Basal and squamous cell cancers
Basal and squamous cell skin cancers are by far the most common cancers of the skin. Both are found mainly on parts of the body exposed to the sun, such as the head and neck. These cancers are strongly related to a person’s sun exposure.
Basal and squamous cell cancers are much less likely than melanomas to spread to other parts of the body and become life threatening. Still, it’s important to find and treat them early. If left alone, they can grow larger and invade nearby tissues and organs, causing scarring, deformity, or even loss of function in some parts of the body. Some of these cancers (especially squamous cell cancers) can spread if not treated, and in some cases they can even be fatal.
Melanomas are cancers that develop from melanocytes, the cells that make the brown pigment that gives skin its color. Melanocytes can also form benign (noncancerous) growths called moles. (Your doctor might call the mole anevus.)
Melanomas can occur anywhere on the body, but are more likely to start in certain areas. The trunk (chest and back) is the most common place in men. In women, the legs are the most common site. The neck and face are other common places for melanoma to start.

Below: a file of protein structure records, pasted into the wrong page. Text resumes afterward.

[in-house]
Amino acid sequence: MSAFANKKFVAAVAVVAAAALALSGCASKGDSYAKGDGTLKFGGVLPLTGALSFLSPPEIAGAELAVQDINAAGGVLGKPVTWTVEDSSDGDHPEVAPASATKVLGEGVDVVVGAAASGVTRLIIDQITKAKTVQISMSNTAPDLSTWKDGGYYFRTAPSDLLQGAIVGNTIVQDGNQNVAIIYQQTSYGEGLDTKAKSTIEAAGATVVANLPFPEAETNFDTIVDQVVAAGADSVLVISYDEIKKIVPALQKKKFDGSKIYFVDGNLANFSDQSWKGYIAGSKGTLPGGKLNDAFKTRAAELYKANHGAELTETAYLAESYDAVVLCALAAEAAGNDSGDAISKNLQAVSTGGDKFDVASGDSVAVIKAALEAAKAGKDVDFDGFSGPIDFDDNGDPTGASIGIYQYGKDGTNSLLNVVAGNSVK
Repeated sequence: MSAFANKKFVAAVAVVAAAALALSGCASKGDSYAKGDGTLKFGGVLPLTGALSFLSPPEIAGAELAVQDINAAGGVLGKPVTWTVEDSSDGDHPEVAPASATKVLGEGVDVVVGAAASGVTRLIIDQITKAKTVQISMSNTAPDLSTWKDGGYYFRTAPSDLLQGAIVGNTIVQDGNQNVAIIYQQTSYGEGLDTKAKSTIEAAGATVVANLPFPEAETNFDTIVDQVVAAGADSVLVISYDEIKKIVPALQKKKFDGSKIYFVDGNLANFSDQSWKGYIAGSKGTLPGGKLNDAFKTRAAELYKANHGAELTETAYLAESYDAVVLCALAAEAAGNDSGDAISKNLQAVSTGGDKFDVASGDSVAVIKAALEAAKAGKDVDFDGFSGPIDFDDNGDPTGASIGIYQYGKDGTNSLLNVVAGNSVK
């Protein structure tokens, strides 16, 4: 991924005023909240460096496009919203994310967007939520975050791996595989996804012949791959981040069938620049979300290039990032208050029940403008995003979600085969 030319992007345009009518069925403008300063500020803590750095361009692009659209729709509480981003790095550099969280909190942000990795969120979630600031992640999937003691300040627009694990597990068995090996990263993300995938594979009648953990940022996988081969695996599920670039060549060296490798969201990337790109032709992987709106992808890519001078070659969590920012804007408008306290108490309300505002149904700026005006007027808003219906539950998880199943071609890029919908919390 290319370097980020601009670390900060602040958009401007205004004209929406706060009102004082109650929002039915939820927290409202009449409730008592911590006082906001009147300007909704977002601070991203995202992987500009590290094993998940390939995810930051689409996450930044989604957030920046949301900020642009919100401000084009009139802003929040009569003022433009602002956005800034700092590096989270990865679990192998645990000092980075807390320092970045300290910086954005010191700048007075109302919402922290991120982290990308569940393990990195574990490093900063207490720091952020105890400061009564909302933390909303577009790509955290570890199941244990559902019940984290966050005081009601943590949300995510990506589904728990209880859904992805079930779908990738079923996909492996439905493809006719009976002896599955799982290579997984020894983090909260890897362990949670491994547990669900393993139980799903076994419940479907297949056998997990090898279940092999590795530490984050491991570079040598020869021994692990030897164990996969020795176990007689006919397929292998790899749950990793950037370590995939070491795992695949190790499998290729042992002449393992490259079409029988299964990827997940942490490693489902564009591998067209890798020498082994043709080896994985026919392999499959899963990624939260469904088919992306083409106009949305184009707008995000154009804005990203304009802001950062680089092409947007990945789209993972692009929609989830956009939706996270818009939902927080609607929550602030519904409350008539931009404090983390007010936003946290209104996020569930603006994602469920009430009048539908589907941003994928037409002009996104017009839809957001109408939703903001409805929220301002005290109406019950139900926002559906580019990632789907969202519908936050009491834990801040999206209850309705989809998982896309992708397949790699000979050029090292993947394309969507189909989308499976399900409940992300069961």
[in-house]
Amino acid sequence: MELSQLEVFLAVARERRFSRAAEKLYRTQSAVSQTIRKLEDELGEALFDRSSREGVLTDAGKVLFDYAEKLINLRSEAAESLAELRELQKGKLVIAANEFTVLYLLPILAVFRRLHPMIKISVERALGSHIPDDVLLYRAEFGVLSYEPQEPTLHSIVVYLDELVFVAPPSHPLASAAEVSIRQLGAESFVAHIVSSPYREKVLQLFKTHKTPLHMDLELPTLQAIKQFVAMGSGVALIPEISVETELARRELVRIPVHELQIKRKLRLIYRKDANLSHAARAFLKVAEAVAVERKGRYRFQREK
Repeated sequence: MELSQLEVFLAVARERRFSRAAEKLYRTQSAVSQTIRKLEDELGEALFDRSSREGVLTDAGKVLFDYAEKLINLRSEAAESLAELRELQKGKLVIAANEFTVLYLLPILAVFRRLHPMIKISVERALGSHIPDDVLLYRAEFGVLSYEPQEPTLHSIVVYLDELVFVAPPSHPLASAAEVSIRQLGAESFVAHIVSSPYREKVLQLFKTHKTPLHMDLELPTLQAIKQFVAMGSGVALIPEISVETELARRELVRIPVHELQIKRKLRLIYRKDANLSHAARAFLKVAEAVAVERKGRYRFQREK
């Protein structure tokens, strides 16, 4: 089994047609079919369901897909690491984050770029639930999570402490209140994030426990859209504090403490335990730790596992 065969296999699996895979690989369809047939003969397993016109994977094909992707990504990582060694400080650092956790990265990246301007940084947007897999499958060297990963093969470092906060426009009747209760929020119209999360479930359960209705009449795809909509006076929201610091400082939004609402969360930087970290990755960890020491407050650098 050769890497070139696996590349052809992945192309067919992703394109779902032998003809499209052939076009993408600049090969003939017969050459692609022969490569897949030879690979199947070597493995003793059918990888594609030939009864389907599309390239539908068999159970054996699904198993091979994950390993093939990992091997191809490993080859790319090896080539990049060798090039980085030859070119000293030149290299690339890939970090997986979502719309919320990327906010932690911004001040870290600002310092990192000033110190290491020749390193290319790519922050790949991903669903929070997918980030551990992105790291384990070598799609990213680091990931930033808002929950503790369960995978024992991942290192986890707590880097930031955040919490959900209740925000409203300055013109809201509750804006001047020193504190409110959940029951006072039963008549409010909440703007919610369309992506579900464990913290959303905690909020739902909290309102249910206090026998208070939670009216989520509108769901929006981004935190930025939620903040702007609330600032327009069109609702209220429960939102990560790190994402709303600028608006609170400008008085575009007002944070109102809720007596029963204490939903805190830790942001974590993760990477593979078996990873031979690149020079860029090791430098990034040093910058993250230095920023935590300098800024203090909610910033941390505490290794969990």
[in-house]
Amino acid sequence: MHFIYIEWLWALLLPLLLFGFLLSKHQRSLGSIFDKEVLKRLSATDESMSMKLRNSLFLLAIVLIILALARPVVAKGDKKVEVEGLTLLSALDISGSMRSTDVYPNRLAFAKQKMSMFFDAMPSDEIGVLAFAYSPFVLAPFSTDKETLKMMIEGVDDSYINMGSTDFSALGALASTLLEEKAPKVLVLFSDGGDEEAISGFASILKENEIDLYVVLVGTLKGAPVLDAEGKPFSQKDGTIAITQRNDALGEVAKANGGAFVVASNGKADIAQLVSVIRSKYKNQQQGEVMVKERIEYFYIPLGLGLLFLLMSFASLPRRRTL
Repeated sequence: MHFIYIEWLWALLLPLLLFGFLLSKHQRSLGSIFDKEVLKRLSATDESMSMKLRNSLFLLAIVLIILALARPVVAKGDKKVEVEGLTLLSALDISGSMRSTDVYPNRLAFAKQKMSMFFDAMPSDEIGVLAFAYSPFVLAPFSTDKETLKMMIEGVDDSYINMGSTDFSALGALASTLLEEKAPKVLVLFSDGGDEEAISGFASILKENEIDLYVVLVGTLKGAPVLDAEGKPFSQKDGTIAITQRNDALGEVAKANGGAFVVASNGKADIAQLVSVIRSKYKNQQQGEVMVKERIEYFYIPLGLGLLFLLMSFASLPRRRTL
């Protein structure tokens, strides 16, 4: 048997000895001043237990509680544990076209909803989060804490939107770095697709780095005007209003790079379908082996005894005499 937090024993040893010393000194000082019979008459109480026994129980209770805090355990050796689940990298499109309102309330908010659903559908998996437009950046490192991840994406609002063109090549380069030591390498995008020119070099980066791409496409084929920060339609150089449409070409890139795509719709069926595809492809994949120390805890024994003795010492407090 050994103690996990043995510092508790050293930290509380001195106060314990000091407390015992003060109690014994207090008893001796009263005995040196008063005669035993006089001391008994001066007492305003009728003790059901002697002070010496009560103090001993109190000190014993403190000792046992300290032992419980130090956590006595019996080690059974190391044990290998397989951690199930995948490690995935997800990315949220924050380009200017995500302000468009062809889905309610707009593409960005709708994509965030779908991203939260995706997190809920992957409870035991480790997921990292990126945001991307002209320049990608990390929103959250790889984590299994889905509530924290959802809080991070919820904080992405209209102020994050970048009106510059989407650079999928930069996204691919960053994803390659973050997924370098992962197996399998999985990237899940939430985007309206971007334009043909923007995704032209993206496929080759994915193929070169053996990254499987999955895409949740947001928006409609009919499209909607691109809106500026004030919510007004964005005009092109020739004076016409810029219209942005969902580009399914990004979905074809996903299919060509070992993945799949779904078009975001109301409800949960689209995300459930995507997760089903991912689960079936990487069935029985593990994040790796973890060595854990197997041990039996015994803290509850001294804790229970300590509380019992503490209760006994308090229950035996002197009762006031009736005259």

Melanomas are not as common as basal cell and squamous cell skin cancers, but they can be far more serious. Like basal cell and squamous cell cancers, melanoma is almost always curable in its early stages. But if left alone, melanoma is much more likely to spread to other parts of the body, where it can be very hard to treat.
Other skin cancers
There are many other types of skin cancers as well, but they are much less common:
Together, these types account for less than 1% of all skin cancers.
It’s important for doctors to tell the types of skin cancer apart, because they are treated differently. It’s also important for you to know what skin cancers look like. This can help you find them at the earliest possible stage, when they are cured most easily.
Once the type of melanoma has been established, the next step is to classify the disease as to its degree of severity.
Classifications for melanomas are called stages. The stage refers to the thickness, depth of penetration, and the degree to which the melanoma has spread. The staging is used to determine treatment.
Early melanomas (Stages 0 and I) are localized; Stage 0 tumors are in situ, meaning that they are noninvasive and have not penetrated below the surface of the skin, while Stage I tumors have invaded the skin but are small, nonulcerated, and are growing at a slow mitotic rate. Stage II tumors, though localized, are larger (generally over 1 mm. thick) and/or may be ulcerated or have a mitotic rate of greater than than 1/mm2; they are considered intermediate melanomas. More advanced melanomas (Stages III and IV) have spread (metastasized) to other parts of the body. There are also subdivisions within stages.